Skip to main content

He’s the quietest, most harmless, home-loving person.

Sabotage
aka The Woman Alone
(1936)

(SPOILERS) Hitchcock adapts Joseph Conrad (The Secret Agent) in another fruitful collaboration with playwright and screenwriter Charles Bennett. The result is shorn of any overt political leanings – Oscar Homolka’s cinema owner is acting for an unknown foreign power with undefined goals – thus making all the more room for the director to crank up Sabotage's suspense of suspicion, concealed identity and, in the shocking centrepiece, whether and where and when a bomb will go off.

Hitch claimed to be dissatisfied with the result, although one might argue he was prepped to be negative by Truffaut’s dislike for the film. Contrarily, Pauline Kael suggested it “may be just about the best of his English thrillers”. It isn’t quite that, for several reasons relating to plot, motivation and character, but neither are its failings necessarily those admitted to by Hitch.

He and Truffaut made a big thing of the (mis) casting of John Loder as heroic detective sergeant Ted Spencer; Robert Donat wasn’t available and Loder “simply wasn’t the right man for the part”. I’d agree in as much Loder is rather stolid and undistinguished when called upon to deliver the straight romantic and heroic moves, but early on, when he’s posing as a grocer in order to spy on the Verlocs (Homolka’s Karl and Sylvia Sidney’s Mrs), he’s really quite winning in a chipper, patter-spinning way (trying to convince disgruntled patrons they have no right to a refund, delivering bad puns at lunch: “Poached egg here at Simpson’s? Why, that’s enough to make the roast beef swim in its gravy”). It doesn’t help his overall prospects either that Ted isn’t such a great detective, easily getting fingered by Verloc’s co-conspirators when he’s snooping (namely by Peter Bull, later the Russian Ambassador in Dr. Strangelove).

I don’t think this failing of character/casting is any greater than the one of attempting to locate just how it came to be that gorgeous Sidney (latterly memorable as post-deceased care worker Juno in Beetlejuice) came to be married to plodding hulk Homolka (perhaps best known as Colonel Stok in the two 60s Harry Palmer sequels). Sidney is never short of our sympathy, and Karl’s remoteness and indifference mean there is little tension in respect of her (daring) attraction to Ted. Verloc is curiously established, and one can’t help feel there was a missed opportunity here. Hitch has created suspense in other pictures whereby, even though we don’t want them to succeed, we’re pulled along with the villain in their scheming (Norman Bates and the car in the bog, for example). Here, it seems he would actually have gone even further in distancing us from Verloc’s humanity.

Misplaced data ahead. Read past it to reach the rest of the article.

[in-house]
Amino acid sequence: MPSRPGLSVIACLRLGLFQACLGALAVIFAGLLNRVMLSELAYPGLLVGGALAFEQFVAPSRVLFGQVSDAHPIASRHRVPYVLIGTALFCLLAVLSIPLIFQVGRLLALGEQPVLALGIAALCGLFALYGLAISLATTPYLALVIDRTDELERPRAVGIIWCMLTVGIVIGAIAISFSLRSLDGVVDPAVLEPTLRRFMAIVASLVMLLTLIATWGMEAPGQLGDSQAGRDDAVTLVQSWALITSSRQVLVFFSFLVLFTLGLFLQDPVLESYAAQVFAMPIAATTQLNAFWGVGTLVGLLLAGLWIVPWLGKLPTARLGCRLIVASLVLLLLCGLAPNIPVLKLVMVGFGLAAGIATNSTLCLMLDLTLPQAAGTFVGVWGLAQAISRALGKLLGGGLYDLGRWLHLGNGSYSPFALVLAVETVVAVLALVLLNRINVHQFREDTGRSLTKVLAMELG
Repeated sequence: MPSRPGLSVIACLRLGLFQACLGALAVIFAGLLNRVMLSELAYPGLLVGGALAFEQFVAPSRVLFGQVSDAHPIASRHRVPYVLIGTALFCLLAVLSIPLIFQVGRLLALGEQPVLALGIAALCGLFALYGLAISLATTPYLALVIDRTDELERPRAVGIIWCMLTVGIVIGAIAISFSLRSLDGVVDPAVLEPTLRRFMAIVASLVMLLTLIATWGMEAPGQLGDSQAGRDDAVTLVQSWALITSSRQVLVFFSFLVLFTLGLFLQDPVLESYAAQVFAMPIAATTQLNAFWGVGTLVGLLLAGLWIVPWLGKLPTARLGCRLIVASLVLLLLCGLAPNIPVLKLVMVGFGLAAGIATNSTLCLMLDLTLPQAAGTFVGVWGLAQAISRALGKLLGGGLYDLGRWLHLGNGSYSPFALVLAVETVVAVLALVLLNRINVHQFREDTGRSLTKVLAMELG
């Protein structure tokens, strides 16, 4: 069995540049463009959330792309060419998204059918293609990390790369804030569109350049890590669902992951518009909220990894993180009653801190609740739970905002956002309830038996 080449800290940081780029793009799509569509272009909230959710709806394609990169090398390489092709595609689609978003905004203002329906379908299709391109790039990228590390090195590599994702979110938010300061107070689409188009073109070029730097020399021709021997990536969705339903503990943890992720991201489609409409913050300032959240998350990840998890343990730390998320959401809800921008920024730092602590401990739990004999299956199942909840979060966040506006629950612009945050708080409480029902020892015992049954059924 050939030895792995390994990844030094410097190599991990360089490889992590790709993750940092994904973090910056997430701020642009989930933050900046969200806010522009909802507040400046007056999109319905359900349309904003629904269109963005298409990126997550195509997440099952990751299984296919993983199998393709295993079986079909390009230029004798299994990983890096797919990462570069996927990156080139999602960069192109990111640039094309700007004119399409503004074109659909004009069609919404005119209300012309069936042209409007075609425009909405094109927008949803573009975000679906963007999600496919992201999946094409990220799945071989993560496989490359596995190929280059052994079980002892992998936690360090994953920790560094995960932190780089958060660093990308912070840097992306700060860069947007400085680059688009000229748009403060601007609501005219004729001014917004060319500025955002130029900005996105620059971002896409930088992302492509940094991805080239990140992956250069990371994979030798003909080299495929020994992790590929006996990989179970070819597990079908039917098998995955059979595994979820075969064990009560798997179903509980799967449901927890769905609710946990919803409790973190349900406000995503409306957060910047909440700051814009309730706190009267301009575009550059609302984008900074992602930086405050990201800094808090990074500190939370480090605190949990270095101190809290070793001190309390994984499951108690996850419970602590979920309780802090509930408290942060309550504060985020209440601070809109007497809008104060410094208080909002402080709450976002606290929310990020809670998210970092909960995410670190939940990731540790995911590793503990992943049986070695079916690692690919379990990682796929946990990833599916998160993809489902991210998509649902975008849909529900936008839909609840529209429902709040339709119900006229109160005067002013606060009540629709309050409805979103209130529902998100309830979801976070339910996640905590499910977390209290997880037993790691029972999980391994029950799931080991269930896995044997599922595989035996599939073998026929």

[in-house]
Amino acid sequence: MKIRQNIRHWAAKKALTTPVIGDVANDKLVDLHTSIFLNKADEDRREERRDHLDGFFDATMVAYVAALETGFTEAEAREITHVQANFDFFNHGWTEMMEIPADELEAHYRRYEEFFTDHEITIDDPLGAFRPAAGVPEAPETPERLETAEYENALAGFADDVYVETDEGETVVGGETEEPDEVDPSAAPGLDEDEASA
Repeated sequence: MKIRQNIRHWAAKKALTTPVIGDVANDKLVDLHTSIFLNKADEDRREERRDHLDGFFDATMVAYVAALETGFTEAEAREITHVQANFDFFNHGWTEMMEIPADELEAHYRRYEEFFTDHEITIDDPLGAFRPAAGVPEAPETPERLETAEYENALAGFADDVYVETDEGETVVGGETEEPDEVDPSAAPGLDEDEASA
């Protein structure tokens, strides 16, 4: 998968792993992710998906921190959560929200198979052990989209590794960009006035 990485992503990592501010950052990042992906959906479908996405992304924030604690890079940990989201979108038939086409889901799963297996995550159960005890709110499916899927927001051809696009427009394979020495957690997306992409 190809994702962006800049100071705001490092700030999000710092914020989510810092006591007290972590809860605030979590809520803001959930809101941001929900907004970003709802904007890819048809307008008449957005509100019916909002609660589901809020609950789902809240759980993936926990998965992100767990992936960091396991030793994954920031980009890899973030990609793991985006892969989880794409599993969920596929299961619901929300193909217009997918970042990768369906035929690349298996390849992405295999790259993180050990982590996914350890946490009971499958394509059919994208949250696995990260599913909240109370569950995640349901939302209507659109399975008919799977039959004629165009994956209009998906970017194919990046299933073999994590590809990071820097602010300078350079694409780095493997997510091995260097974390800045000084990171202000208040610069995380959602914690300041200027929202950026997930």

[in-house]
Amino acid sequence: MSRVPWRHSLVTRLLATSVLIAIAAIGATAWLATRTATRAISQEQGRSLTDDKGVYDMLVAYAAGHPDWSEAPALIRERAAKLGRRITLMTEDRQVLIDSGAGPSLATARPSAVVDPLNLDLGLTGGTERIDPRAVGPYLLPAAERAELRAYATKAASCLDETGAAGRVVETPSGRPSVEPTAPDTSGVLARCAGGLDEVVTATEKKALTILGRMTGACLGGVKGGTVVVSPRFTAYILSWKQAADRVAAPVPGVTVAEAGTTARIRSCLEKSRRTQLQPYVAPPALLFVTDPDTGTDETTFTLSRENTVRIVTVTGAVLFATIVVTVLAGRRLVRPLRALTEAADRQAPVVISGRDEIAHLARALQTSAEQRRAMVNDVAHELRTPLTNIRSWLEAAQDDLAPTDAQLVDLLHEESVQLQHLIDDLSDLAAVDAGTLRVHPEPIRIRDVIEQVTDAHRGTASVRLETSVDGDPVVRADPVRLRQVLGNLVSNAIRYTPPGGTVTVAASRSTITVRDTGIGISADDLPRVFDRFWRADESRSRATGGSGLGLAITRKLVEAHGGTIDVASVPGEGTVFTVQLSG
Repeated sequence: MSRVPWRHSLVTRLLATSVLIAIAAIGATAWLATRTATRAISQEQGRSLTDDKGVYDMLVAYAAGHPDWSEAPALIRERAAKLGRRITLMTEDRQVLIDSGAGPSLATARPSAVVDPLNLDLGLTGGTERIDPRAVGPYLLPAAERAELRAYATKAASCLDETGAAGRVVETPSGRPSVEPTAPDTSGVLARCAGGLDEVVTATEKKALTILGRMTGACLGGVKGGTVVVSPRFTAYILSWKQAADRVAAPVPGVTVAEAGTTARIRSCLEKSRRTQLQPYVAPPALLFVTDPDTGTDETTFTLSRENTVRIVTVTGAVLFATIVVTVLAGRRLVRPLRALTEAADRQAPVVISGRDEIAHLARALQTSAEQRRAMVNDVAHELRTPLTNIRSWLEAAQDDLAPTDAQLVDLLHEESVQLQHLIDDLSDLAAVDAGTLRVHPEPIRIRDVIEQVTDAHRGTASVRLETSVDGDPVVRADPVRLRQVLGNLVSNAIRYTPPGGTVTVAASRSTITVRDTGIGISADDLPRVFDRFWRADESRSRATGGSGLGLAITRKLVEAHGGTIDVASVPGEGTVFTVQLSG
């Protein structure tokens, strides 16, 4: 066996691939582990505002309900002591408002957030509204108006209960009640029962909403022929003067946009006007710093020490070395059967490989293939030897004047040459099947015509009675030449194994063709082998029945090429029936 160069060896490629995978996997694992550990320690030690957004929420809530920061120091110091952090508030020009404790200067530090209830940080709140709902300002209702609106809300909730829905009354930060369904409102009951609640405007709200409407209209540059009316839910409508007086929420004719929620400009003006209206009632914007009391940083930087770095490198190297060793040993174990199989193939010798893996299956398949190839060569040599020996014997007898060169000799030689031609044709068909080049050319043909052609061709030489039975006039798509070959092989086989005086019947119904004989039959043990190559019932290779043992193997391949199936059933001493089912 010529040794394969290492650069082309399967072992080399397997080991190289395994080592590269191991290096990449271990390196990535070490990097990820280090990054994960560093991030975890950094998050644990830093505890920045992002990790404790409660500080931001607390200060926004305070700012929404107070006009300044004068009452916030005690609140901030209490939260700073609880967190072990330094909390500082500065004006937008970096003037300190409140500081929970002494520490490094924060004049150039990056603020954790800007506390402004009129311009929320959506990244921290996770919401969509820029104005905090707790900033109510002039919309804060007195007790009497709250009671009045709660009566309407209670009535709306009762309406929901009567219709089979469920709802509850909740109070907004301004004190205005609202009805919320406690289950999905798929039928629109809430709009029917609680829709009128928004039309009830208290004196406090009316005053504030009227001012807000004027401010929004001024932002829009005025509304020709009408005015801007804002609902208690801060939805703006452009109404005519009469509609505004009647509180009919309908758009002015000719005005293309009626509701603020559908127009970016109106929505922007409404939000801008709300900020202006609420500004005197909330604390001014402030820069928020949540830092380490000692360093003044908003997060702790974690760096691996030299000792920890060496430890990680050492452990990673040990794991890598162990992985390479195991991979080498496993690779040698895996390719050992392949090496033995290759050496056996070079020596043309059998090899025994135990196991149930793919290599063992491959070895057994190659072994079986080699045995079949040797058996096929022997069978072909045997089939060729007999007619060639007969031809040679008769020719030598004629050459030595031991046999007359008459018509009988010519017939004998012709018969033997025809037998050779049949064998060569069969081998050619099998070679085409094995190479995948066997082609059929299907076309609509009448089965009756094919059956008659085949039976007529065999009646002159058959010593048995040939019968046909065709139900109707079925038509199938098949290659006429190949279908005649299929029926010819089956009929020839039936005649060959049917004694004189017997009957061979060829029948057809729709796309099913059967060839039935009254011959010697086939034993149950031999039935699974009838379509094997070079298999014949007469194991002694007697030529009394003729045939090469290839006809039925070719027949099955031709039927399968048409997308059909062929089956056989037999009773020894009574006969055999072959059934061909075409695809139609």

Early on, the character professes to draw the line at the loss of life when he meets the contact who refuses to pay him (his power cut “made London laugh. When one sets out to put the fear of death into people, it is not helpful to make them laugh. We are not comedians”). Yet we don’t hear another word on the subject once he is proceeding as instructed. Indeed, his reaction to the death of Sidney’s kid brother Stevie – Desmond Tester, a kind of precocious proto Rupert Grint; you can see the ginger bleeding through the monochrome – is about as indifferent as it gets, and ruthlessly practical to boot. “What would it have been if you had lost me?” he pleads, before falling on blaming Ted (Verloc sent Stevie with the parcel-wrapped bomb because the detective was snooping in the vicinity).

And then, when dinner is served, he grouches about it (“I don’t think I want any cabbage”) while Sylvia sobs. No wonder she stabs him! Hitch was concerned that, played wrong, this scene would fail to elicit audience sympathy; if it did not appear accidental, they would not be with her. I don’t know that this is entirely true. I think he underestimates the effect of the death of Stevie and the audience disposition against Verloc at this point (the actual danger would have been playing up her attraction to Ted).

The death of Stevie is a masterclass sequence, as the boy, also delivering reels of Bartholomew the Strangler – the cinema element of Sabotage gives the director the opportunity to include some nicely meta elements – is continually distracted, and we know a clock is ticking. Thus, the tension isn’t on whether Verloc will succeed, but whether Stevie will survive. That he doesn’t makes for an audacious shock (I know it’s consistent with the novel, but we’re talking movie conventions here). Hitch considered he’d made a mistake: “The boy was involved in a situation that got him too much sympathy from the audience, so that when the bomb exploded and he was killed, the public was resentful”. That assessment is highly instructive on how the director made his decisions, but as with his previous picture Secret Agent (where he had problems with Gielgud’s character’s motivation), I’d argue it’s the idiosyncrasies of his choices that don’t fit the usual template that make some of these earlier pictures that much more interesting.